Don’t want to go to Aunt Sally’s birthday? Never fear: you’ve got the ISBC, and simply can’t sacrifice the study time. Not jazzed about helping your friend move a futon over the weekend? ISBC. Don’t feel like cat-sitting Brownie? ISBC. It’s the perfect excuse to help put your time to good use.
  1. Taking a break will feel better than it ever has
    Whatever your outlet – whether it’s going for a run, taking a dance class, grabbing happy hour with friends – will feel better than it ever has. Bar Prep is so intense that once you take the time to give yourself a much-deserved break, the joy you experience will multiply.
  1. You’re about to become a lawyer
    The bar exam is different from any other kind of test you’ve prepped for. All other exams have been a stepping-stone. The SAT got you to college. The LSAT got you to law school. But this – this is IT. This is the marathon to the finish line. Come hell or high water, ice or fire, passing this test earns that title, “ESQUIRE.” Yes, it is a journey, but remember –  BARBRI is there for you every step of the way to help you #OWNTHEBAR!

#The1Llife: Keep Your Head Up

GUEST BLOG by Dani Gies,
1L at UCLA School of Law

KEEP YOUR HEAD UP (Shout Out to Andy Grammar)

Here at UCLA Law, 1Ls have the final graded memo due this week and Spring Break is next week. I’ve noticed that a lot of my classmates are dragging, as am I. I heard a lot about how hard law school was going to be before I came here. While I love it and am so glad I chose to come to law school, and UCLA in particular, it is definitely the most difficult venture I have ever undertaken.

One of the most difficult characteristics of law school is balancing the rest of your life with it. I’ve written several posts now about how to balance life and law school, but I’m not doing very well at it right now. In light of my great-uncle’s passing, I have become despondent and, frankly, apathetic to everything. This makes attending law school pretty difficult.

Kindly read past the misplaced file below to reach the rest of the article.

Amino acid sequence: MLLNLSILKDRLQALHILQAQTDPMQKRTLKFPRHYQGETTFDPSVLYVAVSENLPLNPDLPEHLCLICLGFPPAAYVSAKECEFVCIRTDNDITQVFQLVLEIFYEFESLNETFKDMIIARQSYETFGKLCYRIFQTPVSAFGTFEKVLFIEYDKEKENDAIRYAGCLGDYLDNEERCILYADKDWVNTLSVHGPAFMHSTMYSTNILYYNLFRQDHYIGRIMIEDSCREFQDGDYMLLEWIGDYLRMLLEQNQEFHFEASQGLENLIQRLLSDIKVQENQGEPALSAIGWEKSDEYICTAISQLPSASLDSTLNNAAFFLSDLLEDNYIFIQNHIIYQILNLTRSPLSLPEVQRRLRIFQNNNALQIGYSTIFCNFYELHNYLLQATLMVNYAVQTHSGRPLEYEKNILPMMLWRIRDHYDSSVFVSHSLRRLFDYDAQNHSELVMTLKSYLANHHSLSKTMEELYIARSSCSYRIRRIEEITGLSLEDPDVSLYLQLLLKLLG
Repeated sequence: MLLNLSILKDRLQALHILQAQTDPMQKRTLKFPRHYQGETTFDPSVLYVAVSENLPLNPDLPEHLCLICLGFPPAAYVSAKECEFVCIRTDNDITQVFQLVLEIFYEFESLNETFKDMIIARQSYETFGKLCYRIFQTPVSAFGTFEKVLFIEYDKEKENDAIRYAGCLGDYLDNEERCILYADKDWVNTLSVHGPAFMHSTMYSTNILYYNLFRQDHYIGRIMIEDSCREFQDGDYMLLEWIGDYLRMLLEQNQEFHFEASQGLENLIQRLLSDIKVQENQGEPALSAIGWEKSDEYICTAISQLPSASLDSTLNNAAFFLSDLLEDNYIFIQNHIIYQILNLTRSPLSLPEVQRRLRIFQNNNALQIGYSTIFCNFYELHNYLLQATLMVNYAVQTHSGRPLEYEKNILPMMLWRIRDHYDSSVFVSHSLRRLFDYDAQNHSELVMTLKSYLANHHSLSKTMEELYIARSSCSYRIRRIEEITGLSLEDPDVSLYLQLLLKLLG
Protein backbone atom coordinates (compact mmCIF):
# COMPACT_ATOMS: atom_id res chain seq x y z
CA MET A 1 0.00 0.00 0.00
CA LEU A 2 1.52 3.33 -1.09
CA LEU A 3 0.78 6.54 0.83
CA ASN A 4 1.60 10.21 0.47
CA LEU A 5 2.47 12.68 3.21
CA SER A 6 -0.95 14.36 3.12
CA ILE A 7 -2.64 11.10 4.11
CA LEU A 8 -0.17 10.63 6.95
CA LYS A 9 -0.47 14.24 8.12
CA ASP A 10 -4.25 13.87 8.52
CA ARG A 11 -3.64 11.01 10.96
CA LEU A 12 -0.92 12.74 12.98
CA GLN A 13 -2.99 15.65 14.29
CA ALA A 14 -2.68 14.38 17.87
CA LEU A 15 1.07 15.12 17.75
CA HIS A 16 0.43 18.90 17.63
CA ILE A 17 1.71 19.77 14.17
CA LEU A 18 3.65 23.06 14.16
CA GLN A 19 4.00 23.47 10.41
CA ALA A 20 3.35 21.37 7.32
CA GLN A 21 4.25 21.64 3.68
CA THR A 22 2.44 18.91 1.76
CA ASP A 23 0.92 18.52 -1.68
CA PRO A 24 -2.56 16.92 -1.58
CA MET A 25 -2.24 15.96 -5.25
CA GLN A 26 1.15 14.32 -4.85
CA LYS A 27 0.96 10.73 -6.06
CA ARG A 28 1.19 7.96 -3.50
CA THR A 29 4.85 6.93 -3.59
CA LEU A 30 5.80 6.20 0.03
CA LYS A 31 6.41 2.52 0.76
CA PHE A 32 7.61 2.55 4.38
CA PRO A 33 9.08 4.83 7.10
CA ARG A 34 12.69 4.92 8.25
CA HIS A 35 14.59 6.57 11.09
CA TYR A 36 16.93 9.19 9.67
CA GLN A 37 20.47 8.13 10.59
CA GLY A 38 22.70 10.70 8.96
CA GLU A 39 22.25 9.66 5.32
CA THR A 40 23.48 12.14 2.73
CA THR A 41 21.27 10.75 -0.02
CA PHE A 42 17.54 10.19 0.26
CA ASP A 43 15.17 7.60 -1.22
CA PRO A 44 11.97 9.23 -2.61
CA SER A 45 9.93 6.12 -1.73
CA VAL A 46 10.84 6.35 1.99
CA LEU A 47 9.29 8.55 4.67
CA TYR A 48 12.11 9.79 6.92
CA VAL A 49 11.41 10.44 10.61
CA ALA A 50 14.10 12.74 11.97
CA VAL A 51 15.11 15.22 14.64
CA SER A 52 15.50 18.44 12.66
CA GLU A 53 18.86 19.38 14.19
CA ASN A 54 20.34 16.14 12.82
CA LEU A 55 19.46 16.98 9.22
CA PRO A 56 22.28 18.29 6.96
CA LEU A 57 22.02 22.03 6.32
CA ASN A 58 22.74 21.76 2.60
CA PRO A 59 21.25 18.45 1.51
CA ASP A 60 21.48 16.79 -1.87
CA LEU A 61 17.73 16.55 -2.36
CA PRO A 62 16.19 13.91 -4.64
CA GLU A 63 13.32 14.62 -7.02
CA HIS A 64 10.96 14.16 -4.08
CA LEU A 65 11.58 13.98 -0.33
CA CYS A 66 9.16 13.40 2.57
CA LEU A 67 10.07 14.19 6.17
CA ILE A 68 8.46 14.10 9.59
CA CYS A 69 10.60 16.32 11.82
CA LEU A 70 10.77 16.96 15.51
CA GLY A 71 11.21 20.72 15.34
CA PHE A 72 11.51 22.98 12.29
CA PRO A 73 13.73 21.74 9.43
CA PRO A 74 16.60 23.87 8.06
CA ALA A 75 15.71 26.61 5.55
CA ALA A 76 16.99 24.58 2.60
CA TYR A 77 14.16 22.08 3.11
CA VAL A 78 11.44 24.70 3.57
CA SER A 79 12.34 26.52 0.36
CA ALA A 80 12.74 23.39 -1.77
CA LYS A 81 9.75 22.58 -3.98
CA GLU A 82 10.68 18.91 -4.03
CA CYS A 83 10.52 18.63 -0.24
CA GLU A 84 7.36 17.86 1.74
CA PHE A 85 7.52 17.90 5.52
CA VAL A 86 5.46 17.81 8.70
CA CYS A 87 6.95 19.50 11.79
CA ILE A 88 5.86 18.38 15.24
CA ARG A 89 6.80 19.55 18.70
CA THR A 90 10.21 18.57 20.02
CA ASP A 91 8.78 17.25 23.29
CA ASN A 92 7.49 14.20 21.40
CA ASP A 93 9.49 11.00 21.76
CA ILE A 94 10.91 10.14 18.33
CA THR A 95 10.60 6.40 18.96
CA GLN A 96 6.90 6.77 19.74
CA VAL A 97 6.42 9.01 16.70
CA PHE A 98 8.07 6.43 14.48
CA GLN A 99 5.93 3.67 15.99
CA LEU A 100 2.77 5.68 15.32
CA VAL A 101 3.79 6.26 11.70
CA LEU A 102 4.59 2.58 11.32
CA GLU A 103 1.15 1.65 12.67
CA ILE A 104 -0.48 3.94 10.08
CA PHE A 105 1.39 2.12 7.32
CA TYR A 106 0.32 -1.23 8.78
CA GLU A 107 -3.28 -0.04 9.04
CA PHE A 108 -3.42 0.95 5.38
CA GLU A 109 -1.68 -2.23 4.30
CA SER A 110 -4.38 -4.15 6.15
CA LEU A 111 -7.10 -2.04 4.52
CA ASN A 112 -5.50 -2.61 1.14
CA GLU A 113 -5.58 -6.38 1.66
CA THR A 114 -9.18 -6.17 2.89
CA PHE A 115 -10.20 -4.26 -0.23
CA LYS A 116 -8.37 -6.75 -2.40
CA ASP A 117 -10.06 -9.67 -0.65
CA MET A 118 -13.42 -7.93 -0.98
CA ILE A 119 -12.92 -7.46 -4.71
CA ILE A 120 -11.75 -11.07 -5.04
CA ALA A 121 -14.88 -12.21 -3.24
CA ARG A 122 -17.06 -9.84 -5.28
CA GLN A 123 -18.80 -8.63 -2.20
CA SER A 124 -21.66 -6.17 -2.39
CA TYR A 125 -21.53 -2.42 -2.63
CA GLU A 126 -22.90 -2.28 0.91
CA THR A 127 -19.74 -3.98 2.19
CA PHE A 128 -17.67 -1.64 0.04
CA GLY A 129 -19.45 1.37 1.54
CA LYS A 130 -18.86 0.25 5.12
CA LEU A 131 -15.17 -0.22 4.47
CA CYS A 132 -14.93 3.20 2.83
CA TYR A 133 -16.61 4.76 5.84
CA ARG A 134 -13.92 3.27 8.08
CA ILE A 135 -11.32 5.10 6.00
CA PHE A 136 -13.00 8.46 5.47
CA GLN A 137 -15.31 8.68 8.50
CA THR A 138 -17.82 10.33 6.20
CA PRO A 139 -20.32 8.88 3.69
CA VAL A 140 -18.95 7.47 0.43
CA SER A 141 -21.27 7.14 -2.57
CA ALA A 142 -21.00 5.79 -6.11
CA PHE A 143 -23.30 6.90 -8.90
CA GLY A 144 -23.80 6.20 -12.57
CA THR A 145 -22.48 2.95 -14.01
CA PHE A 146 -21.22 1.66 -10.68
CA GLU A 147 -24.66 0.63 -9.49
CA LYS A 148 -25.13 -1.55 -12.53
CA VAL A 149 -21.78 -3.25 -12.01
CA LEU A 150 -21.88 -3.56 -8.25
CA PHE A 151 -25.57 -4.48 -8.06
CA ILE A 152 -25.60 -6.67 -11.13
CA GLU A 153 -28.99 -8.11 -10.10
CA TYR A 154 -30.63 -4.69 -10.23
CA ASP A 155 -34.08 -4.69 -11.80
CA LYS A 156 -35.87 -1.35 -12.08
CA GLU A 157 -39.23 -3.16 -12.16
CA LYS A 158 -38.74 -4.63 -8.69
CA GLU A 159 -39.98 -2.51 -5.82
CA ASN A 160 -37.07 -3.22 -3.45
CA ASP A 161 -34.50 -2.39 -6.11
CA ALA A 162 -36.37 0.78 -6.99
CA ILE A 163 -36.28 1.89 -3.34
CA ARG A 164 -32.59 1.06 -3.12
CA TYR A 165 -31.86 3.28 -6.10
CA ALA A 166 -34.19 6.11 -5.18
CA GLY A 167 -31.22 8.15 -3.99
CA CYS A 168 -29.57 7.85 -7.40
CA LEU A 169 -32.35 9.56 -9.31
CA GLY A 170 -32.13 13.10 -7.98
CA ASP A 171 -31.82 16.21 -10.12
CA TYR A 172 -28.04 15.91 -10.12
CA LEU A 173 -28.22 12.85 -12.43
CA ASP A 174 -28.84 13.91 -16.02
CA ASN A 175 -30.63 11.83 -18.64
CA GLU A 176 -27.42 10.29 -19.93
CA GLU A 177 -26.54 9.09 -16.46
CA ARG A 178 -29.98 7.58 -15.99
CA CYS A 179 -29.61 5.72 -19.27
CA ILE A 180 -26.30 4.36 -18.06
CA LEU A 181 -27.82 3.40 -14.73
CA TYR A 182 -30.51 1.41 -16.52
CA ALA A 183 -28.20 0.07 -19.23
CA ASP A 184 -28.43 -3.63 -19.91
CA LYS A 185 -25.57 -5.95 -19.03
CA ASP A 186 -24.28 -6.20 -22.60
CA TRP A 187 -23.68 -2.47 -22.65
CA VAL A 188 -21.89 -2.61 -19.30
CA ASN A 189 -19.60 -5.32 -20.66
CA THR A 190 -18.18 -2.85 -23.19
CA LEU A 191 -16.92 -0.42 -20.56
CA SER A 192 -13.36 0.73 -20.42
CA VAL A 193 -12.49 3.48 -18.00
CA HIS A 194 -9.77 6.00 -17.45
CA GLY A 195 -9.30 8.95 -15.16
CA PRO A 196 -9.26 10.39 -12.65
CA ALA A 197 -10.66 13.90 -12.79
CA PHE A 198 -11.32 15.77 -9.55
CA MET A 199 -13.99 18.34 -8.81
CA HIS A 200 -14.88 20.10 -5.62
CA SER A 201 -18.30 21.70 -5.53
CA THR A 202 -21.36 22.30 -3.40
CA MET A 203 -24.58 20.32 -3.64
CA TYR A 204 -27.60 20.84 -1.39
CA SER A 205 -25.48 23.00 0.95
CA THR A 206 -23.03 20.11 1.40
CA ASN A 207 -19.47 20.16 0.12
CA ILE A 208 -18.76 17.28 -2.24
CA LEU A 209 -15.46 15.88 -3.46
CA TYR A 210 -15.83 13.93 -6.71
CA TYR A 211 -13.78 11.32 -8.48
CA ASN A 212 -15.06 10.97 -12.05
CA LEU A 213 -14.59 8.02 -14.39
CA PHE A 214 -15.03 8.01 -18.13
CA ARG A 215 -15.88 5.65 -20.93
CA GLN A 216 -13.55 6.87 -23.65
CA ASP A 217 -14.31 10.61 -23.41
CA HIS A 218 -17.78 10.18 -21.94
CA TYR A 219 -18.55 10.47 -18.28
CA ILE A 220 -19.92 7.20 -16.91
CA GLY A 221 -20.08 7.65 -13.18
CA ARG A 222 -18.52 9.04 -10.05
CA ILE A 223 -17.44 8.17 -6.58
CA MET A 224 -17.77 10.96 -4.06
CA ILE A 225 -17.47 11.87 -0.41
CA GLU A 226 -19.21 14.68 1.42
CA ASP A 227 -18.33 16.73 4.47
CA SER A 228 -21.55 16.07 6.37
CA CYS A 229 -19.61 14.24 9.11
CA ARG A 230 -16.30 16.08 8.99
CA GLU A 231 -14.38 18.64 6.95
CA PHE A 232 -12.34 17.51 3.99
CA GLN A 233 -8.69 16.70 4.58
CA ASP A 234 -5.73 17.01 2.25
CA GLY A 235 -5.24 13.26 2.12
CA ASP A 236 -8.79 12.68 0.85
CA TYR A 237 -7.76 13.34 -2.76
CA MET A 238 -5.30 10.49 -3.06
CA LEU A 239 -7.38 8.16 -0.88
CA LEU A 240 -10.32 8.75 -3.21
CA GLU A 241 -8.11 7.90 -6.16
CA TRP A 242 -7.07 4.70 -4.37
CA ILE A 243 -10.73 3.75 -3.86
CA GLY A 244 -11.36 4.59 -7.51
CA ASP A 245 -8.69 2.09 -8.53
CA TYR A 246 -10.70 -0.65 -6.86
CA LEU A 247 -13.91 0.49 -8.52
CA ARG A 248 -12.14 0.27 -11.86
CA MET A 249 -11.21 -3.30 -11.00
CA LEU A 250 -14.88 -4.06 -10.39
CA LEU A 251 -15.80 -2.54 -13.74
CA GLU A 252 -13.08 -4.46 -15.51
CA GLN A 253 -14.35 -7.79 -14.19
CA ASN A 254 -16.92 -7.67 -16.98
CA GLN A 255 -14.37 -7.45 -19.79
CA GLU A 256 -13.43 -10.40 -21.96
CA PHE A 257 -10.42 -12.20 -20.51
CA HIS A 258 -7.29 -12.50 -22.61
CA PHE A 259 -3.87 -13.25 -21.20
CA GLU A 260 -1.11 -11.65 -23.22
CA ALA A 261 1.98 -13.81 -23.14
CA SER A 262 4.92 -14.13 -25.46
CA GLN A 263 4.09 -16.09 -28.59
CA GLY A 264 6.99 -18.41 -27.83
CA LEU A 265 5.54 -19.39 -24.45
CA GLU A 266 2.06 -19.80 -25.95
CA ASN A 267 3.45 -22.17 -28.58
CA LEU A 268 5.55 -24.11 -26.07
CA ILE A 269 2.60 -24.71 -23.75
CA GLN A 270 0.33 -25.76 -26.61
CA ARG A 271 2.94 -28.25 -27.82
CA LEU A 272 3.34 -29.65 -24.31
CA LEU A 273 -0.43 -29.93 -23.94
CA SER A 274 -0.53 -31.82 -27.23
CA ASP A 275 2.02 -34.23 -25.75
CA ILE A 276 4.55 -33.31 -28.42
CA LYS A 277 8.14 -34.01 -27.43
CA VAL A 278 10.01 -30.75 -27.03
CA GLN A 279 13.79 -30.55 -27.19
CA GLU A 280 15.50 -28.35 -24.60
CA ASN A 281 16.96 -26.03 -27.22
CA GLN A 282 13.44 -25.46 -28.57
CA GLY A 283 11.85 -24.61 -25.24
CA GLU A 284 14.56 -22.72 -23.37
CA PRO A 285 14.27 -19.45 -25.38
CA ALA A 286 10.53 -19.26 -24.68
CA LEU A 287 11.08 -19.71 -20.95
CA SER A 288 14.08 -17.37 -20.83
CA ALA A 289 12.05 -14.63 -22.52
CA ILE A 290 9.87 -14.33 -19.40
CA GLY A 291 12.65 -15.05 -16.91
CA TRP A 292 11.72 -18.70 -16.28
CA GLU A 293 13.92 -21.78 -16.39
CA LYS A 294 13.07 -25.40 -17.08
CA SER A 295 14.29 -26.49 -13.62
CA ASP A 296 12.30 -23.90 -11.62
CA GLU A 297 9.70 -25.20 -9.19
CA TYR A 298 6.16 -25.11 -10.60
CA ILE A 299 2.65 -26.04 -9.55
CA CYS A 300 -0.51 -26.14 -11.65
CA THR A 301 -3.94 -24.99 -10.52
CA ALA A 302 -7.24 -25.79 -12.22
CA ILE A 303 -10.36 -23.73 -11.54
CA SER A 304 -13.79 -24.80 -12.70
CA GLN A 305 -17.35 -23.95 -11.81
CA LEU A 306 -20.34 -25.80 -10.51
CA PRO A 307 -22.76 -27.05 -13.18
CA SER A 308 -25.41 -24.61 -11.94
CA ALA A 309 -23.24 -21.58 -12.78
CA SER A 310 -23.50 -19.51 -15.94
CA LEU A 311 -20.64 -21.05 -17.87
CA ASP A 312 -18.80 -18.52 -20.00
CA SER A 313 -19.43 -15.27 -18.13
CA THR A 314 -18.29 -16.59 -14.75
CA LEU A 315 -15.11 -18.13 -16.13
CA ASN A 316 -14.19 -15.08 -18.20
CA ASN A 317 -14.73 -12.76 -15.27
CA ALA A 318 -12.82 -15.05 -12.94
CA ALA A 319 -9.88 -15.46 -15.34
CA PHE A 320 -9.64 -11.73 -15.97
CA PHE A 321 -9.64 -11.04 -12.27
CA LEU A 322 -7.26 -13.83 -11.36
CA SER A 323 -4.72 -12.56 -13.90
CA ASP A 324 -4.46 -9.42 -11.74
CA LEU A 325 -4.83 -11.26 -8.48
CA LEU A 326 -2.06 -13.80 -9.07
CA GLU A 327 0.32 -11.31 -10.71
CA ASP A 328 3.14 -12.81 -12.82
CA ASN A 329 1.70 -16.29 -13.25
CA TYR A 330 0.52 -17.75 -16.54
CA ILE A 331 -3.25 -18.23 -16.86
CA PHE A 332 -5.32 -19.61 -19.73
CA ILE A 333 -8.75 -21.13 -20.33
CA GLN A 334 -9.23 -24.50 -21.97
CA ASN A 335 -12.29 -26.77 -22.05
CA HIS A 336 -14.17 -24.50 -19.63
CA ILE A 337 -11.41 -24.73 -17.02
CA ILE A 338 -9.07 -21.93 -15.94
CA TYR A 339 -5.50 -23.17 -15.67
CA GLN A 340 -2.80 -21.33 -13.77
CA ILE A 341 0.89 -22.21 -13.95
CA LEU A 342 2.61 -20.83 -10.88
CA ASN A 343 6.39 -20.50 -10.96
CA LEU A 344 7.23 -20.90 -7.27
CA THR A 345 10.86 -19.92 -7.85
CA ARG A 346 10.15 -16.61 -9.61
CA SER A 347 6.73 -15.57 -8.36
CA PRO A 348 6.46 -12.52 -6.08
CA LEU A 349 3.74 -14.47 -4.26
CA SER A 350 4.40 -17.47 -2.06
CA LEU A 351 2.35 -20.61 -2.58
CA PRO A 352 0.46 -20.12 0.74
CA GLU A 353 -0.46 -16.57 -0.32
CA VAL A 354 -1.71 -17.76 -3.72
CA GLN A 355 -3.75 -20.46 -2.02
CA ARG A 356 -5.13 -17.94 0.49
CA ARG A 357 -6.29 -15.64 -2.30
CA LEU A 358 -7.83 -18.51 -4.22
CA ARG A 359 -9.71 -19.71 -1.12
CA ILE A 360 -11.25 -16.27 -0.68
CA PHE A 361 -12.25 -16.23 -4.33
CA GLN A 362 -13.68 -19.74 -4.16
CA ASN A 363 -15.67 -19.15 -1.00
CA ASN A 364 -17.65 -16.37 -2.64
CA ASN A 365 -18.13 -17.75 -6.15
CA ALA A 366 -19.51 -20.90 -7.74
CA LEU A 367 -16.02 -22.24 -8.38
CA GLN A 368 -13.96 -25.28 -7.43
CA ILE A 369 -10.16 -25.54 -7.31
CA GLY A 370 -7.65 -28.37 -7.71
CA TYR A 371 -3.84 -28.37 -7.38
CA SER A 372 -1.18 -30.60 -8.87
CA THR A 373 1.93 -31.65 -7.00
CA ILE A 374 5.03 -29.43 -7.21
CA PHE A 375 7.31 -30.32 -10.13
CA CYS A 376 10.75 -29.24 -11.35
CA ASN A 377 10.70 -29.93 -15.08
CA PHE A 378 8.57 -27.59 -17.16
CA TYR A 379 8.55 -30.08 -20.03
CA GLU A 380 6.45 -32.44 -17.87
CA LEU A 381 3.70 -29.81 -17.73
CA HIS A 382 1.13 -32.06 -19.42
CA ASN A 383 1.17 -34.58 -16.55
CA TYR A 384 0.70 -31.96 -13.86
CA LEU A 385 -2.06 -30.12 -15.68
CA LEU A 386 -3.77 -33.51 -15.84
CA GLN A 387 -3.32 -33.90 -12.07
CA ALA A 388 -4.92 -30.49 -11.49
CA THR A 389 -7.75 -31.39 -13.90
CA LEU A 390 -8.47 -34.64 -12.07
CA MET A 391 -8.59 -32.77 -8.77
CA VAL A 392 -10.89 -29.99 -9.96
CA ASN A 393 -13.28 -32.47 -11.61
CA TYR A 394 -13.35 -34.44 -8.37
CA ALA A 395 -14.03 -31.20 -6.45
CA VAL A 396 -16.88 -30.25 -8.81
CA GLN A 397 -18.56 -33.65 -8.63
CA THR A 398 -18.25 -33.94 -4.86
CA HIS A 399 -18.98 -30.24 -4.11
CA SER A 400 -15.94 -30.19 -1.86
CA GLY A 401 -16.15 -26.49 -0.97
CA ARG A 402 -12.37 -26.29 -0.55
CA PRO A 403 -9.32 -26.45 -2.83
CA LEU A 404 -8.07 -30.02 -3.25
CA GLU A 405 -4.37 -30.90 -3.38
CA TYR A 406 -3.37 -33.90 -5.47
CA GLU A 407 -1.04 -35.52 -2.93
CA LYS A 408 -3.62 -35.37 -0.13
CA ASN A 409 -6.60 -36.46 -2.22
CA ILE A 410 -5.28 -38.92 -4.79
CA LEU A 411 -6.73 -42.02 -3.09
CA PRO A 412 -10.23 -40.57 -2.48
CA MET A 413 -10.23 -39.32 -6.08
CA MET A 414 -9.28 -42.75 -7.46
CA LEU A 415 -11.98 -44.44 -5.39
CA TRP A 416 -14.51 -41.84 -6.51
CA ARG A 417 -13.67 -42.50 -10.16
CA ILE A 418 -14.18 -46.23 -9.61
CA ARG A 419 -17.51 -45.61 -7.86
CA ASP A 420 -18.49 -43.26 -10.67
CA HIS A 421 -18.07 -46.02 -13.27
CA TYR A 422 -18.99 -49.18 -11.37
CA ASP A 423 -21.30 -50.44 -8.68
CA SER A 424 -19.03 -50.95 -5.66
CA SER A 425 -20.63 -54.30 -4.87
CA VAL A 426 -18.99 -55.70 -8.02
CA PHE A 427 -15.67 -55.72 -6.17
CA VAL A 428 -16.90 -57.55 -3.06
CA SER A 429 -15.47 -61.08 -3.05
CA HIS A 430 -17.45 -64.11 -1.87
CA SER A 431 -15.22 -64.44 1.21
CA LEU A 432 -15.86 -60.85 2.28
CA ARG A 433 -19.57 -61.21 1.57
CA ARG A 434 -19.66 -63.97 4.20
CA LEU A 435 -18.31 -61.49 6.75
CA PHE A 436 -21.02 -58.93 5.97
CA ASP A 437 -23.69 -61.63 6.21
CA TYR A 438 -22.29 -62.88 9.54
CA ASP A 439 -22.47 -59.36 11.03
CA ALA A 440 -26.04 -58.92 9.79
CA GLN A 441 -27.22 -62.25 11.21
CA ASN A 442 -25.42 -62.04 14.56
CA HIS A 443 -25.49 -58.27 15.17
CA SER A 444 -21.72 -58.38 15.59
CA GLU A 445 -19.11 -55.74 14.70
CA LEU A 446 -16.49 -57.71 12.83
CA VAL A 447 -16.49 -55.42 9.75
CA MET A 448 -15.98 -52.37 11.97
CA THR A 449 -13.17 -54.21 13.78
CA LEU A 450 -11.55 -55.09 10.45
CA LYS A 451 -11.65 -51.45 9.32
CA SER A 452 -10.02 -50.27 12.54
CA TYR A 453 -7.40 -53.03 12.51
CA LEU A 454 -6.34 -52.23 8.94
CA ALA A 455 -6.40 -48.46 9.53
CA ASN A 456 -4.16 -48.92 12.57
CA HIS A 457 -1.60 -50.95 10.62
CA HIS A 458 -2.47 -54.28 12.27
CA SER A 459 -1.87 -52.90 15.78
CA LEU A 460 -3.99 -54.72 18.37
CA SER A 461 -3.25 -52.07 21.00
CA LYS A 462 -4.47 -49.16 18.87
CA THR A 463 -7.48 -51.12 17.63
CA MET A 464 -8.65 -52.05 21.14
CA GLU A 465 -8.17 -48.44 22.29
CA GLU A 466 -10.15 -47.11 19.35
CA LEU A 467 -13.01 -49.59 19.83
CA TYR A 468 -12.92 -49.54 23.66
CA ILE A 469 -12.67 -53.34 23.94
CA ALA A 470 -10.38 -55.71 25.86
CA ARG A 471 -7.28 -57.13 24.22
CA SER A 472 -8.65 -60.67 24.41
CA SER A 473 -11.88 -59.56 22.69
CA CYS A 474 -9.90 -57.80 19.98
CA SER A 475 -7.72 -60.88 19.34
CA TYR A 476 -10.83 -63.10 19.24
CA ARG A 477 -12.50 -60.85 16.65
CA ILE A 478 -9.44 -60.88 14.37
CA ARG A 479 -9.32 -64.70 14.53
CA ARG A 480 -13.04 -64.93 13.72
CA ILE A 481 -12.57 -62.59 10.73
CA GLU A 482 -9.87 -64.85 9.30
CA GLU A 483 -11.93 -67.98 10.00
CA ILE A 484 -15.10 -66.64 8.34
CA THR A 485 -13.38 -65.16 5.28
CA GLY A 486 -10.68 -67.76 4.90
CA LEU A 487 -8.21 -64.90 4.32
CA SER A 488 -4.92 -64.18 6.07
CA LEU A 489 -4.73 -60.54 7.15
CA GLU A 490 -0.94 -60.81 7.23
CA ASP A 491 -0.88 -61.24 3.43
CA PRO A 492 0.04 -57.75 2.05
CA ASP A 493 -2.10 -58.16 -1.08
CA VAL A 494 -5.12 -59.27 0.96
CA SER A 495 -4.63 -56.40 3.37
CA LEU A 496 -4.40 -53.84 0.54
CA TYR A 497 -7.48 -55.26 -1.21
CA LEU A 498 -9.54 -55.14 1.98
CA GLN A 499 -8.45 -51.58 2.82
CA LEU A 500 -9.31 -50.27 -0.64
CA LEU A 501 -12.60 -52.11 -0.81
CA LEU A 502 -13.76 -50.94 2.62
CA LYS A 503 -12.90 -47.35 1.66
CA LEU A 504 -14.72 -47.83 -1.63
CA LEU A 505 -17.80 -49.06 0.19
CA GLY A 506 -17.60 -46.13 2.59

This post is for everyone who is struggling at this point in the semester.

I feel you. I am unabashed about wrestling with depression and anxiety. I dealt with them prior to coming to law school, but both are far more exacerbated now. With multiple family members being diagnosed with cancer and other illnesses, including my mother (who underwent surgery) and my great-uncle (who passed away) and other family issues, the personal issues in my life have tested me greatly this 1L year. I’m not sure how I’m going to get to Spring Break, let alone the end of the semester. But I’m leaning heavily on my friends to try to get there. One thing I’m trying to do is learning to ask for help. My professors and the administration have been tremendously supportive of me, and I am grateful for that. If you’re having difficulties outside of school that are affecting your schoolwork, I definitely suggest you speak to your Dean of Students or other administrative figure that can help by providing accommodations.

I’m terribly headstrong and prideful. I do not like asking for help. But I am finding myself in a position this semester that I must. I hope that if you are finding this semester to be more difficult than normal, that you too seek assistance from people to make it easier for you. If you want to talk, you may reach me at gies2018@lawnet.ucla.edu.